“I can only focus on the controllables and whether they do it next week or whether they do it in a few weeks’ time it’s something that’s out of my control,” Sunderland captain Luke O’Nien told We Are Sunderland. “I will focus on what I can do and that’s the pre-pre-season schedule the club have given us, and when someone does come in I’ll look forward to meeting them.

“But whenever the club [makes the appointment] that’s out of my hands, that’s up to them. What will be, will be.”

For O’Nien, and the rest of the Sunderland squad, the focus will be on that return to pre-season and how they, as players, can put right what went wrong over the course of the second half of the season, with just five wins to their name this calendar year.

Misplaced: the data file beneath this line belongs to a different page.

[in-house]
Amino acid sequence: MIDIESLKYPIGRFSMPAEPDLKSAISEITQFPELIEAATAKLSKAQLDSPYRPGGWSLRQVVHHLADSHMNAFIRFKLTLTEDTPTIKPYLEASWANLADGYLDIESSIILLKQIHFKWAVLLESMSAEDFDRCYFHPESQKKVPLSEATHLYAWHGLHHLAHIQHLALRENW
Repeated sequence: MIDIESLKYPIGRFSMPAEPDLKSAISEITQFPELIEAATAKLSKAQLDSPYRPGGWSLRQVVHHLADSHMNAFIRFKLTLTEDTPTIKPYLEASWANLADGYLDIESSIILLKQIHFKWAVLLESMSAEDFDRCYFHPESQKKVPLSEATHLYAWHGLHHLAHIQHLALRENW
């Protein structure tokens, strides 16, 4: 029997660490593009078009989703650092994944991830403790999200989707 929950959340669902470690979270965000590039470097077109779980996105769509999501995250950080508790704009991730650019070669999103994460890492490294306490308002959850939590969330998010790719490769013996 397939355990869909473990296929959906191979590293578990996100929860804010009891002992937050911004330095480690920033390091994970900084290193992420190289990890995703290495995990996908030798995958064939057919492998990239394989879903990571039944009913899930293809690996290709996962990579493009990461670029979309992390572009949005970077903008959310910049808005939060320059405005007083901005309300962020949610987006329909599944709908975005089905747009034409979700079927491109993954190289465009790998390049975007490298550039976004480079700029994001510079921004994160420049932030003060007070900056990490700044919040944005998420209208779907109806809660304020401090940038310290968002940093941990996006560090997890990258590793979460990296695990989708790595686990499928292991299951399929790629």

Those plans, however, will sharp be put into place with players set to return for pre-season duty in around four weeks’ time at the Academy of Light, where they will hope to be greeted by a new head coach.

“I’ve enjoyed the last few weeks and whoever they bring in the processes we’ve put in place since Mike Dodds has been in charge have got to keep developing and growing,” said O’Nien. “It’s important myself and other players reinforce that from day one of pre-season.




“What annoys me the most this season is how good Mike Dodds and Procts [Michael Proctor] are, and Murts [Graeme Murty] and Ali [Alessandro Barcherini], and it hasn’t been reflected in the table and in the results. Those guys have taken charge of the team when, theoretically, we’ve been at our worst because we’ve lost managers.